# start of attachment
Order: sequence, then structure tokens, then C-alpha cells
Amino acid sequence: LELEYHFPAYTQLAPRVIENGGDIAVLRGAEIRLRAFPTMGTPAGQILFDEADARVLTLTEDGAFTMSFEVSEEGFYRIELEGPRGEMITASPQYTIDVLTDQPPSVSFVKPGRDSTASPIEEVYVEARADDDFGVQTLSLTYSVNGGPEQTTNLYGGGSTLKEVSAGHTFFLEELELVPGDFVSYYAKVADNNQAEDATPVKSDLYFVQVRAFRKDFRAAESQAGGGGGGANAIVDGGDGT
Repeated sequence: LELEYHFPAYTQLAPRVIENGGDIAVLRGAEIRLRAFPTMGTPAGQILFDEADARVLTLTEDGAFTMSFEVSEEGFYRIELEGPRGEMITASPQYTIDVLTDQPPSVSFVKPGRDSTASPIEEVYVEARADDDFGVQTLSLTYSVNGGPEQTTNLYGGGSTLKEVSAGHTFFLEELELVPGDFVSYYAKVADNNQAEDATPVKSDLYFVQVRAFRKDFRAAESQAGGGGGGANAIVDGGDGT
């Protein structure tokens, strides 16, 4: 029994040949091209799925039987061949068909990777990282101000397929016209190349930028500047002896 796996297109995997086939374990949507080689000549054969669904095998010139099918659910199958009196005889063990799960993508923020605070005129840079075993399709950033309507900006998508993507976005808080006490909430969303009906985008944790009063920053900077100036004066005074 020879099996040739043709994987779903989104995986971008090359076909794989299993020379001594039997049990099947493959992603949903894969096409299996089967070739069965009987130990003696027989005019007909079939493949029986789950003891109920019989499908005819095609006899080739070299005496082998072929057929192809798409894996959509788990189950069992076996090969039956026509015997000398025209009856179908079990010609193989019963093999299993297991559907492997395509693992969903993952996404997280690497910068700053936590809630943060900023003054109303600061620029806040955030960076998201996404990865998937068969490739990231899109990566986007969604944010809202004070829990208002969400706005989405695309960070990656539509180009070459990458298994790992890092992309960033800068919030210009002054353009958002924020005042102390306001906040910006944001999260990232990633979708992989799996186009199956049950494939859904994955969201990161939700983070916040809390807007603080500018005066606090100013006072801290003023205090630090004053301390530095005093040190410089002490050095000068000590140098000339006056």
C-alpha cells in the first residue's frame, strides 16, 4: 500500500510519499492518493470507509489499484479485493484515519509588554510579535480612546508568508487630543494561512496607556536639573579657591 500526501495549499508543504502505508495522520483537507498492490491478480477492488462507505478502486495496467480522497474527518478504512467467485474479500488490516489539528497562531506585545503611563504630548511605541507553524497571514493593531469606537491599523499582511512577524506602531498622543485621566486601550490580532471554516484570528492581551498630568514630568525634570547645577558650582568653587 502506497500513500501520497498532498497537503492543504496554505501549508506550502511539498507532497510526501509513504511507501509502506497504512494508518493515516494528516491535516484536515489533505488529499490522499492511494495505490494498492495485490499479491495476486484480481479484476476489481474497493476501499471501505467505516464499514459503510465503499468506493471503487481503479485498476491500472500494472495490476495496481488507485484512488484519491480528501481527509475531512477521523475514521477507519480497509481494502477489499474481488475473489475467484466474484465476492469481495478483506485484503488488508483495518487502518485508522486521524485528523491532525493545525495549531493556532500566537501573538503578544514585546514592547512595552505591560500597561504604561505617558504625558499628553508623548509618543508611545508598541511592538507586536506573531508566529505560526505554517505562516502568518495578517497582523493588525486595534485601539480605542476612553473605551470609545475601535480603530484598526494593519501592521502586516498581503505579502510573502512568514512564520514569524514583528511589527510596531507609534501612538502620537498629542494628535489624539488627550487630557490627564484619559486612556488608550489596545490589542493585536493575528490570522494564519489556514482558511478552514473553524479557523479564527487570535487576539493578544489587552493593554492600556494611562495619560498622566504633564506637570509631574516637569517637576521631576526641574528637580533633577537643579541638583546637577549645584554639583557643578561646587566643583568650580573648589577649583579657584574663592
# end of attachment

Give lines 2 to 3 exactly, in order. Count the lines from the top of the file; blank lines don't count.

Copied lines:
Amino acid sequence: LELEYHFPAYTQLAPRVIENGGDIAVLRGAEIRLRAFPTMGTPAGQILFDEADARVLTLTEDGAFTMSFEVSEEGFYRIELEGPRGEMITASPQYTIDVLTDQPPSVSFVKPGRDSTASPIEEVYVEARADDDFGVQTLSLTYSVNGGPEQTTNLYGGGSTLKEVSAGHTFFLEELELVPGDFVSYYAKVADNNQAEDATPVKSDLYFVQVRAFRKDFRAAESQAGGGGGGANAIVDGGDGT
Repeated sequence: LELEYHFPAYTQLAPRVIENGGDIAVLRGAEIRLRAFPTMGTPAGQILFDEADARVLTLTEDGAFTMSFEVSEEGFYRIELEGPRGEMITASPQYTIDVLTDQPPSVSFVKPGRDSTASPIEEVYVEARADDDFGVQTLSLTYSVNGGPEQTTNLYGGGSTLKEVSAGHTFFLEELELVPGDFVSYYAKVADNNQAEDATPVKSDLYFVQVRAFRKDFRAAESQAGGGGGGANAIVDGGDGT